Glaucon and the Moon

By Hollander, John | Chicago Review, Summer-Fall 1996 | Go to article overview

Glaucon and the Moon


Hollander, John, Chicago Review


John Hollander's "Glaucon and the Moon" appeared in the Winter 1958 issue and was one of the earliest-written poems in the poet's first book, A Crackling of Thorns. HOLLANDER explains how it came about:

"Glaucon and the Moon" is one of a series of short lyrics that I'd originally written while at college, at about 19. My head was full of Yeats's late poetry, and their sometimes slant rhyming and something of their diction crept into these. As l fiddled with them over the next few years - and as I grew more distant from the ill-defined state (with respect to both love and work) in which I had written them - I confirmed their status as dramatic lyrics (rather than personal outpourings) and gave them all to one speaker. The Glaucon of the poems is an ephebe, a youth evading older women and men. I meant by his name neither the famous rhapsode mentioned in Plato's Ion nor the full-grown and accomplished speaker in the Republic, even though one of the poems indeed plays with Socrates's myth of the line in the sixth book of that dialogue. The last stanza of this song, "Glaucon Muddles a Lesson," leads to the opening of the present poem (two away in the final sequence), and helped suggest the rather simple trope of straight/curved//knowledge/feeling:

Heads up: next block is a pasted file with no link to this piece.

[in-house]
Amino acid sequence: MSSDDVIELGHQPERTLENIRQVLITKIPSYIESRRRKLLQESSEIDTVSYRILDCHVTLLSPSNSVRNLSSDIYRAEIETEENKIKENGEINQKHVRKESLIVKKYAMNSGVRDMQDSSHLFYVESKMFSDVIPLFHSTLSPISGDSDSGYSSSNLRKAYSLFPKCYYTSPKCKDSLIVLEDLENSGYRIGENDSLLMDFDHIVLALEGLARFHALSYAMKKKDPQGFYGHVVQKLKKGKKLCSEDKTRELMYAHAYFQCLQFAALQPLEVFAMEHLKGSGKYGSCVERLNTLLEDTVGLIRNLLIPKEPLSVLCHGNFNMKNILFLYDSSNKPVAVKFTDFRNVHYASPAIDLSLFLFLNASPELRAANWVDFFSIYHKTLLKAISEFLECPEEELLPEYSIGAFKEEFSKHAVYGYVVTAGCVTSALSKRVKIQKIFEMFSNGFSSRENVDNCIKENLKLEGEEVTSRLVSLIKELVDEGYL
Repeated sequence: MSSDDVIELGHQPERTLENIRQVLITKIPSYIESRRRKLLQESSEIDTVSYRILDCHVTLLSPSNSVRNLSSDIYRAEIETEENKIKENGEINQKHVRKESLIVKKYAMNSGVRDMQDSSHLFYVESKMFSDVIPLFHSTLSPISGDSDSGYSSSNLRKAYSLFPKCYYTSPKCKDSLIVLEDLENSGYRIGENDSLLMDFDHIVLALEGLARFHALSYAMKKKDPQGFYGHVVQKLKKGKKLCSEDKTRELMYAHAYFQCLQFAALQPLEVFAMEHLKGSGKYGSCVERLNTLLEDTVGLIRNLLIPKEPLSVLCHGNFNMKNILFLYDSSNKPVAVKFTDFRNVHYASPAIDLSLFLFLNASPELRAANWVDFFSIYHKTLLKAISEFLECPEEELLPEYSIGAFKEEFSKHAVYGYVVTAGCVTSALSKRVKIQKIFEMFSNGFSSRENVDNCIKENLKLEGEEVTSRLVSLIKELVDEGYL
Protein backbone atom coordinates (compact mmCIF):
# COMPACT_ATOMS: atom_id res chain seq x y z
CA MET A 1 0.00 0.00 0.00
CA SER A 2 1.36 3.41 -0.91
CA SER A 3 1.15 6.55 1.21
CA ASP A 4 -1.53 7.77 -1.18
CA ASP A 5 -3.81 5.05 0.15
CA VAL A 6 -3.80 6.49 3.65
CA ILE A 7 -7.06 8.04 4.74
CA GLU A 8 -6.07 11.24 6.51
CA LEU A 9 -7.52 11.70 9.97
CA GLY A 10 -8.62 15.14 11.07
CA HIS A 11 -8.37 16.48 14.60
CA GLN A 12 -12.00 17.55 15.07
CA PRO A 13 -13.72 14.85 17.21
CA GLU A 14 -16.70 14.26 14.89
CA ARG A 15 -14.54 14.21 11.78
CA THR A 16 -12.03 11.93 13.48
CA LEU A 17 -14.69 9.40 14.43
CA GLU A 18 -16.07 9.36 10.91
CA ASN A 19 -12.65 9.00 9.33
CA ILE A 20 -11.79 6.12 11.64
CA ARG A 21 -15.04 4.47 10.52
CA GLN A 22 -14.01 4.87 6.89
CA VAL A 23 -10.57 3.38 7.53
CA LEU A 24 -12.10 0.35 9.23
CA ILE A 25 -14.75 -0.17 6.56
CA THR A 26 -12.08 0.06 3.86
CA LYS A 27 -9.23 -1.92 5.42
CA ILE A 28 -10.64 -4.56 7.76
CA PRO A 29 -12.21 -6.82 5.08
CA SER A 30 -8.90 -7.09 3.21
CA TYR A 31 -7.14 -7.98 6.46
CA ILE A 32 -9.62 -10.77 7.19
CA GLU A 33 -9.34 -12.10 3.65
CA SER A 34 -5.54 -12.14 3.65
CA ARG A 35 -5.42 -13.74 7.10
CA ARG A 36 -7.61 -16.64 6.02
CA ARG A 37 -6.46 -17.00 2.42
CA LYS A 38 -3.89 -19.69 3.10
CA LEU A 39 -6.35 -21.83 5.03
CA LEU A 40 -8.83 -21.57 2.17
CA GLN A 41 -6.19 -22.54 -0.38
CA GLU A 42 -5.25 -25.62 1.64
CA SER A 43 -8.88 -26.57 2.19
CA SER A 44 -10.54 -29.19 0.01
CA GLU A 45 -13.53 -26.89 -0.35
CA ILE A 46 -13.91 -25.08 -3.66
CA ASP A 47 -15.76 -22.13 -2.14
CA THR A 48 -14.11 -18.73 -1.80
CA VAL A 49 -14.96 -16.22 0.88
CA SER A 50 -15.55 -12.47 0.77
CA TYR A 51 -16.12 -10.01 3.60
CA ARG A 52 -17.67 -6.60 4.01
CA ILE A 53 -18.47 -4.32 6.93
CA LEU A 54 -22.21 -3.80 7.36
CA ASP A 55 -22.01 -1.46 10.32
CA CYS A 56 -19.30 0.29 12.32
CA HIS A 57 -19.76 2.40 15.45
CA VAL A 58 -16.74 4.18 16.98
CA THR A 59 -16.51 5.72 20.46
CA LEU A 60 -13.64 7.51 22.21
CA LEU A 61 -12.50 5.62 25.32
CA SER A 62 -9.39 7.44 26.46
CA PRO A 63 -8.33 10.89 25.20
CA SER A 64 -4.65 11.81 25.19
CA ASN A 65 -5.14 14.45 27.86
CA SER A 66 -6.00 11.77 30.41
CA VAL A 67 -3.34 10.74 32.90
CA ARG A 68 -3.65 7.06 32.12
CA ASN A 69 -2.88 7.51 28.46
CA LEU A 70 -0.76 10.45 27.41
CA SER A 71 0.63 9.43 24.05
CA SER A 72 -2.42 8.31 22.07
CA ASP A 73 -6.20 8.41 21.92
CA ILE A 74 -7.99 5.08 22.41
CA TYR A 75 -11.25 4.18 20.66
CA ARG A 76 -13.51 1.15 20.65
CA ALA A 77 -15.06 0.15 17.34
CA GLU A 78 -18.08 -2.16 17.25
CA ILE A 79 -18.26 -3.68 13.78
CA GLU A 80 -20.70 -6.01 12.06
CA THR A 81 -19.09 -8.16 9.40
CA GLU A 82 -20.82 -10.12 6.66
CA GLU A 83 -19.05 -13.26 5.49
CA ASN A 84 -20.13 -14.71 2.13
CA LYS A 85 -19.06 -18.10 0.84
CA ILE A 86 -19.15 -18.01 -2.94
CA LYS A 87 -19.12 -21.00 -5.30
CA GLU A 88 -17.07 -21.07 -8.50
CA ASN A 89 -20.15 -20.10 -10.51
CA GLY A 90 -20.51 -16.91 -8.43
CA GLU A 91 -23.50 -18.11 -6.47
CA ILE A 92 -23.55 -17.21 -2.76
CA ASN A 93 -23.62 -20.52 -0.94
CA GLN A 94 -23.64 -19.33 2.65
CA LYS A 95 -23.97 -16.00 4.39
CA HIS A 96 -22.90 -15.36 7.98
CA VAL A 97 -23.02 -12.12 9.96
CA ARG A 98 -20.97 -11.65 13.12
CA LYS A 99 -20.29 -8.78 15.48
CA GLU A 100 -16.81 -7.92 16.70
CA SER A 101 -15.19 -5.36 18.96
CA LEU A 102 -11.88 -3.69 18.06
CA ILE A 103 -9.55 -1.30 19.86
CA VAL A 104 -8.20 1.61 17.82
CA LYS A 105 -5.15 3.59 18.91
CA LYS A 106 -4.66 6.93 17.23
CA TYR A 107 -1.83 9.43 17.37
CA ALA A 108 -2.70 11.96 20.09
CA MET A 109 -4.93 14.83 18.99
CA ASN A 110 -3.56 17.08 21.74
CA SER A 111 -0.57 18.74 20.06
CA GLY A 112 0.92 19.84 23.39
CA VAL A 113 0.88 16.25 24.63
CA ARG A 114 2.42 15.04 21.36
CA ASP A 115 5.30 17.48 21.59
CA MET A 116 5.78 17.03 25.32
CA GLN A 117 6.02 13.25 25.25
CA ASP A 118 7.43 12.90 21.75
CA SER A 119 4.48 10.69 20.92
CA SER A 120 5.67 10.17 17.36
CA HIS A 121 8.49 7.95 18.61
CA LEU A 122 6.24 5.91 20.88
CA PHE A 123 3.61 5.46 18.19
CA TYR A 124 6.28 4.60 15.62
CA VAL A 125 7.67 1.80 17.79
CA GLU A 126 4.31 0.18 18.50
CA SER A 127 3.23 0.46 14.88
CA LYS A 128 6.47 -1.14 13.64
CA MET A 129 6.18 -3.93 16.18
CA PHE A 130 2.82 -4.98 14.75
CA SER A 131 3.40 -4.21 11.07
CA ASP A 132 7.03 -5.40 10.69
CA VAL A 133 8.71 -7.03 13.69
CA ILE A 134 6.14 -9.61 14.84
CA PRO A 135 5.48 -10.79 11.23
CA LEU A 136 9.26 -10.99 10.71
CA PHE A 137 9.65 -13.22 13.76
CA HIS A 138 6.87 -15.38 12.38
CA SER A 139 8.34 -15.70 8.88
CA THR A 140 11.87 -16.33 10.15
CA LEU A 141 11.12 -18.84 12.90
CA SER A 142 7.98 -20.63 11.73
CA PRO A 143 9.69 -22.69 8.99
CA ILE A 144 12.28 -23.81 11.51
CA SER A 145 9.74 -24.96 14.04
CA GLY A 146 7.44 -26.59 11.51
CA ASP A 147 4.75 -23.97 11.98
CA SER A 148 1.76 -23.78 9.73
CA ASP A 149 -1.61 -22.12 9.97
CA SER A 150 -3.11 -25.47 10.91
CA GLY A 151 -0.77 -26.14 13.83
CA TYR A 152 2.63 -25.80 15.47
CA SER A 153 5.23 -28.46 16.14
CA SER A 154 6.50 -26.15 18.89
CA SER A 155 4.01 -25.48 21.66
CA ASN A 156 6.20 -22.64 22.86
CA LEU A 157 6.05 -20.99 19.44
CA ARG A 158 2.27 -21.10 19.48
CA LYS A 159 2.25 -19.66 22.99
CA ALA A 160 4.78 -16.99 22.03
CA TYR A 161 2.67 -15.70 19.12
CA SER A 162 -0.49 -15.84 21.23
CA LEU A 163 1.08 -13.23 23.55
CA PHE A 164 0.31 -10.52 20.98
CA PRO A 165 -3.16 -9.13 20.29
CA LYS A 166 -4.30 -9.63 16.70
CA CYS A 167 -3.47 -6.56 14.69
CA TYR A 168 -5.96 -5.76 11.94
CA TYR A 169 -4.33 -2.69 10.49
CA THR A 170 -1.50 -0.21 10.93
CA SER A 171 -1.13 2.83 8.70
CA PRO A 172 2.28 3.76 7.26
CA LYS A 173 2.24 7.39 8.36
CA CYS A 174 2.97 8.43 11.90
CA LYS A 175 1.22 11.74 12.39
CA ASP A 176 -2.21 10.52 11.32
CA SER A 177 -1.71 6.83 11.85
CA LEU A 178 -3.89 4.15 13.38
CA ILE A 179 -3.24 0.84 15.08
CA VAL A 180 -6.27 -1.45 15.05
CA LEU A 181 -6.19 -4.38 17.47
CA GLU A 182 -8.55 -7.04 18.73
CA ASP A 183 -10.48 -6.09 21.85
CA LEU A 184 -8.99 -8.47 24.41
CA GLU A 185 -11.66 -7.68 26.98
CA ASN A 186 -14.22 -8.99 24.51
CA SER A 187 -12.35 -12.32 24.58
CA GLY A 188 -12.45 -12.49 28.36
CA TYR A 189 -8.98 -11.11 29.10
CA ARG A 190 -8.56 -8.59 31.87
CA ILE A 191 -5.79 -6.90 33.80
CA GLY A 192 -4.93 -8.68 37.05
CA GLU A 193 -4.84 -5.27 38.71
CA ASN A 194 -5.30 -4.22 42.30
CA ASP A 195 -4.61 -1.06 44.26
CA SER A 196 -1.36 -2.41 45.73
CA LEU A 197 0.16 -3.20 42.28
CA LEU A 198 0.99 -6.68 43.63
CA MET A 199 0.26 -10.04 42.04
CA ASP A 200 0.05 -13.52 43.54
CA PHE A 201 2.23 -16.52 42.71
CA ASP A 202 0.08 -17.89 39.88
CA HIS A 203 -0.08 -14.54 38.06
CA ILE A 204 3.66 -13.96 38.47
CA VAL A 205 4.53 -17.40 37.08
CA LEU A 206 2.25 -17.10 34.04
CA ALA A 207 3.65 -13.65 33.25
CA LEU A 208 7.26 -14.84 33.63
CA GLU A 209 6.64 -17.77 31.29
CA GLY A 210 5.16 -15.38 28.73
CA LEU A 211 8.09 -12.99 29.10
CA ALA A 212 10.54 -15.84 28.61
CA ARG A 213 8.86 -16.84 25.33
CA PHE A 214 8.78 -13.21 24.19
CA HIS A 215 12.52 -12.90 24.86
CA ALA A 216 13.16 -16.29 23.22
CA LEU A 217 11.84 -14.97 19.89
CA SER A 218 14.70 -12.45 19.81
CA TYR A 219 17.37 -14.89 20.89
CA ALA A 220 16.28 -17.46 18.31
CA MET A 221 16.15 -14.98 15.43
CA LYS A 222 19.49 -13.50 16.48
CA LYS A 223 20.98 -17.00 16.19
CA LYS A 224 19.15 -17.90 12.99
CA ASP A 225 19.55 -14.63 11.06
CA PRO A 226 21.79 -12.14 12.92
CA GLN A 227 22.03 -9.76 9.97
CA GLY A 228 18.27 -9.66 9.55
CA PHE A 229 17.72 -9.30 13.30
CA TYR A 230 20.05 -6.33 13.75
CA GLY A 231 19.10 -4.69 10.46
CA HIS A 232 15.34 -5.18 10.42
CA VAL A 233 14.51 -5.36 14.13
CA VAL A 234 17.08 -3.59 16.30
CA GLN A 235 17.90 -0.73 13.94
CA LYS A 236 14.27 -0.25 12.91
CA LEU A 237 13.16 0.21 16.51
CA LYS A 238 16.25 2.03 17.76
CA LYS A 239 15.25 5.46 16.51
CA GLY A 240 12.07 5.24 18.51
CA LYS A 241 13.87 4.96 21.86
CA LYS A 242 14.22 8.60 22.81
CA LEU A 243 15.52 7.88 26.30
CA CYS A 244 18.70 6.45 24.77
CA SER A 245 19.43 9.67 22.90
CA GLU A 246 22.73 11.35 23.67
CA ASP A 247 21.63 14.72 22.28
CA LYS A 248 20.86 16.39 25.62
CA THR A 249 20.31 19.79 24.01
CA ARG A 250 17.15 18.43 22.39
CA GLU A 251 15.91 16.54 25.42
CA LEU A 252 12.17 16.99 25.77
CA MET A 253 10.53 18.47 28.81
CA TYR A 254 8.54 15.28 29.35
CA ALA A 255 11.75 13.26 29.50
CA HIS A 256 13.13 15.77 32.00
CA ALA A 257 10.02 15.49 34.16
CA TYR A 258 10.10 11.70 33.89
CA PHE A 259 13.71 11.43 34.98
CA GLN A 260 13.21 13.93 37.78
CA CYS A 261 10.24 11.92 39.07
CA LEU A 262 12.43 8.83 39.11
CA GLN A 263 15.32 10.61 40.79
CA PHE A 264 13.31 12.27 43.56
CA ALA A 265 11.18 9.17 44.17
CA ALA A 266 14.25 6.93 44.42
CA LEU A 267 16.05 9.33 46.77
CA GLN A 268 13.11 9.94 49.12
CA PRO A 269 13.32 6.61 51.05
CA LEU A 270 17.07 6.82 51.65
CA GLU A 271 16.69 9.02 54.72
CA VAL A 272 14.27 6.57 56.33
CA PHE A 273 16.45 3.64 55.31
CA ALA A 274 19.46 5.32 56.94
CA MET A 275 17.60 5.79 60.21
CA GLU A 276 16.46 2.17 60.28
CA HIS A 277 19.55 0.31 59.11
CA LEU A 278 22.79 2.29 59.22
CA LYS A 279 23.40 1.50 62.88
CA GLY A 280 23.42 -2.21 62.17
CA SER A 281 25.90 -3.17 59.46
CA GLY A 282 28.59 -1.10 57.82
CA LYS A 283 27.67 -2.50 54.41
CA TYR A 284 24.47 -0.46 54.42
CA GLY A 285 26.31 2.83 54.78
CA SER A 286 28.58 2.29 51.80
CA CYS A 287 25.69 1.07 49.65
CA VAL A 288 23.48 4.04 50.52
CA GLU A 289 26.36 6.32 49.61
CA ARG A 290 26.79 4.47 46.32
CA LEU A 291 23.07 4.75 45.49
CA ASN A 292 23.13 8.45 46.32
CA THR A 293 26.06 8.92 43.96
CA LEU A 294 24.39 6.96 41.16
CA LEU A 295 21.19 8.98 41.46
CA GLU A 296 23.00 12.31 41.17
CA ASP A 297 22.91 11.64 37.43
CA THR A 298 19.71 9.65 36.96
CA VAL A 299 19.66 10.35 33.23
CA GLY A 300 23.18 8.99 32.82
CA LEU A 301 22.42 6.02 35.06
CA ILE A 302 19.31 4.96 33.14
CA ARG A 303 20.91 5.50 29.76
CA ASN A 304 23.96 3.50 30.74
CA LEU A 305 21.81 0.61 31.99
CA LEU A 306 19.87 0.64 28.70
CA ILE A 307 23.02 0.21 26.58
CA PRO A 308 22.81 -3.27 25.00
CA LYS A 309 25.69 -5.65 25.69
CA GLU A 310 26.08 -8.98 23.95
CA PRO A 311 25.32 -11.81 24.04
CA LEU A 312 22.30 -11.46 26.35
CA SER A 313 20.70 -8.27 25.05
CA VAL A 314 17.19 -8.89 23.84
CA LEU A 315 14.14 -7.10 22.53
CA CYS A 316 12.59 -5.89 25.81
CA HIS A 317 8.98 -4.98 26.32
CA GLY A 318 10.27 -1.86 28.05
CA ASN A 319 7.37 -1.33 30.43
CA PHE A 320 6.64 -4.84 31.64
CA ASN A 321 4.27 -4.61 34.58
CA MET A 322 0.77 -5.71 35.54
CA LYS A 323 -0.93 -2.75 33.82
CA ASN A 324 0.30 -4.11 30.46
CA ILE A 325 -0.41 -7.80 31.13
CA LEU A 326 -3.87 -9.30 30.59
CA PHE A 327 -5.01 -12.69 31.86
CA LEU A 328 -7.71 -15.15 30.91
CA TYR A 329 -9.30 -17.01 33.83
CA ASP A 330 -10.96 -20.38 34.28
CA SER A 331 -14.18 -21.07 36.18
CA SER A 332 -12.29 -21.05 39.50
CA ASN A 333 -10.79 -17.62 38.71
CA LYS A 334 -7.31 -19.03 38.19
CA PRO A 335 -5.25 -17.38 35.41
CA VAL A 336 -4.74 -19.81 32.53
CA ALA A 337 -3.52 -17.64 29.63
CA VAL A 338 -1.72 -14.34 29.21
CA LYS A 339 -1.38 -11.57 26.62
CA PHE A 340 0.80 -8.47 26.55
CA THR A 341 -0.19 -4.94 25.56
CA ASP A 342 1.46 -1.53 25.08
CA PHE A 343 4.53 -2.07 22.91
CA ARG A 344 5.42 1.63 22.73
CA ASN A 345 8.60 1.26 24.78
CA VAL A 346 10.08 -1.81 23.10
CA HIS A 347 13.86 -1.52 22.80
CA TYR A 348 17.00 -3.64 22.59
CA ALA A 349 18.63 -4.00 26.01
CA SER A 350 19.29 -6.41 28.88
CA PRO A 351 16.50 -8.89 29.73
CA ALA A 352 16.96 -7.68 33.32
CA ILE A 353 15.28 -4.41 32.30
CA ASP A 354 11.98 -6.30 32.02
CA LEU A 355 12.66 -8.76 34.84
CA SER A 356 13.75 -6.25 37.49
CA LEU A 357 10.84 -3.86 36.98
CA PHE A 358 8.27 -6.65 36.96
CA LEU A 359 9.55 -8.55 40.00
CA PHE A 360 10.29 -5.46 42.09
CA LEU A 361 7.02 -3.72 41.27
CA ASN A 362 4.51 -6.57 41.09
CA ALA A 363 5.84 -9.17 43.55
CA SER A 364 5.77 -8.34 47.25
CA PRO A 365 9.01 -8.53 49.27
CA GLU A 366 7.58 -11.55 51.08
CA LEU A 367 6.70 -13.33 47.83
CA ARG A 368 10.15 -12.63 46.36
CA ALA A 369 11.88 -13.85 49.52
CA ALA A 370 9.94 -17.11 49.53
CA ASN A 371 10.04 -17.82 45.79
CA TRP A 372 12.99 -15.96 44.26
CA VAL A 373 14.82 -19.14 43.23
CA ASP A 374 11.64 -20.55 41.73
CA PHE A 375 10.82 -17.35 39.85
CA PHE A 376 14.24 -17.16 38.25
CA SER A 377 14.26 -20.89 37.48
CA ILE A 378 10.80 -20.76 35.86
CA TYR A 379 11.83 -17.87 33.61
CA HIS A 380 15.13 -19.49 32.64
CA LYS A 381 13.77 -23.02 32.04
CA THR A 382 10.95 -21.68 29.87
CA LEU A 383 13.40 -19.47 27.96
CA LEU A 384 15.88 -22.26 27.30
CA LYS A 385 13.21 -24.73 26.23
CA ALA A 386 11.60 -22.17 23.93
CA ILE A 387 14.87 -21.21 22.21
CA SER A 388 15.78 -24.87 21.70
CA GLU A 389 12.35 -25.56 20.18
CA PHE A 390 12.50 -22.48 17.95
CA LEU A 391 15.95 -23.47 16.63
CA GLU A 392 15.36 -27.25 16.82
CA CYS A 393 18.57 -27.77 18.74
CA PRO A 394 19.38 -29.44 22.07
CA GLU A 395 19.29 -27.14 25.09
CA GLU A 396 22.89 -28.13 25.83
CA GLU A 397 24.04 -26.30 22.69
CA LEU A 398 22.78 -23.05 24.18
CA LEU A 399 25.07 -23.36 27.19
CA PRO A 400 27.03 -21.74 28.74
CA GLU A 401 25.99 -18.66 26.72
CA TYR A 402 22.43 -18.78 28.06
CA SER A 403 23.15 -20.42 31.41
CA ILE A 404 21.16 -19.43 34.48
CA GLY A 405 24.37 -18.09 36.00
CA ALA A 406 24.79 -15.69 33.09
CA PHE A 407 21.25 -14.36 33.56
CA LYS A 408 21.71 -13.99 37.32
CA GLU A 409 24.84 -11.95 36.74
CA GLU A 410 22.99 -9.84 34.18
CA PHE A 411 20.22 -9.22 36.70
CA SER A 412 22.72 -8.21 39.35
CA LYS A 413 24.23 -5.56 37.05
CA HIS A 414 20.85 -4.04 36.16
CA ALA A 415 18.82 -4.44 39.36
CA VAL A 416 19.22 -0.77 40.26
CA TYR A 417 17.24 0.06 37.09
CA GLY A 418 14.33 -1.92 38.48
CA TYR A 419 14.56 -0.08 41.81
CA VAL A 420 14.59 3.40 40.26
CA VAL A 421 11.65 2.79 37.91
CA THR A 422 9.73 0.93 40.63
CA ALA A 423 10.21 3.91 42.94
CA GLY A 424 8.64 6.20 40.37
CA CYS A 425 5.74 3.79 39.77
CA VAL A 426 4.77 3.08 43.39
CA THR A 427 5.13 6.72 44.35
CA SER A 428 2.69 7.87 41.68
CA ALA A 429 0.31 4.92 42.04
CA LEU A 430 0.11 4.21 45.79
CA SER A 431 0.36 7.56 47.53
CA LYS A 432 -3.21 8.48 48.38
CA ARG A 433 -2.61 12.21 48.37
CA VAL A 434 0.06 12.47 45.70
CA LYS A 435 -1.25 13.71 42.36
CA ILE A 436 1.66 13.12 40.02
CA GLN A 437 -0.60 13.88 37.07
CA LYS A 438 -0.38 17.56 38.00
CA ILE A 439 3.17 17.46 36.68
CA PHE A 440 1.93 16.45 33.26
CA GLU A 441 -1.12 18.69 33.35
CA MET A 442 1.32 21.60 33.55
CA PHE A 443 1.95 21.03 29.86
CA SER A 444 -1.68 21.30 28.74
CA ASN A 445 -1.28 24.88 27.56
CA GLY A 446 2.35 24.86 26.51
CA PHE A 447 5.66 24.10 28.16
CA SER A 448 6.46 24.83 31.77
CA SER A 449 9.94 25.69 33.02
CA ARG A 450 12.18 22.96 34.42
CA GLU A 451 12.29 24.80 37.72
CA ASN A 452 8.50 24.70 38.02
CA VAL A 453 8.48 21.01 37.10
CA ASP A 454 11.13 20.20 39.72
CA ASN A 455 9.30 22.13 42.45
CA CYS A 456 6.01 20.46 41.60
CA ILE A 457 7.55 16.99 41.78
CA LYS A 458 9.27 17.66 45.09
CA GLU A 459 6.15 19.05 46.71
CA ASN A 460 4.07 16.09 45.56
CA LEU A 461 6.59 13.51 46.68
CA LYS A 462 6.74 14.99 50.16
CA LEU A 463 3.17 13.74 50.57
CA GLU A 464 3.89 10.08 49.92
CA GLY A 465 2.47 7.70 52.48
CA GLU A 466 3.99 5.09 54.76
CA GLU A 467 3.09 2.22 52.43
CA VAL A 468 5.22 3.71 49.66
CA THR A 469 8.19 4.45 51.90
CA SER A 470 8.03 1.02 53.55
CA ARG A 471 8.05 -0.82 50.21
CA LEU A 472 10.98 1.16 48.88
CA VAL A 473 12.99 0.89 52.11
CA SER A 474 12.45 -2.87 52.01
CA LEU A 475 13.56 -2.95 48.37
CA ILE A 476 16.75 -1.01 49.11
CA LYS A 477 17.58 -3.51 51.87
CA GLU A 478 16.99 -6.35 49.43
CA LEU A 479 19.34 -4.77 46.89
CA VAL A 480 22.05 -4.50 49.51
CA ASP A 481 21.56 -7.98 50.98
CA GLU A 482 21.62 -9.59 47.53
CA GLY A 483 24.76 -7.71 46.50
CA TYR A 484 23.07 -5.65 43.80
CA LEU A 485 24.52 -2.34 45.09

From a divided line we learn Four faculties of knowing; In brittle winter once they served To tell me it was snowing. …

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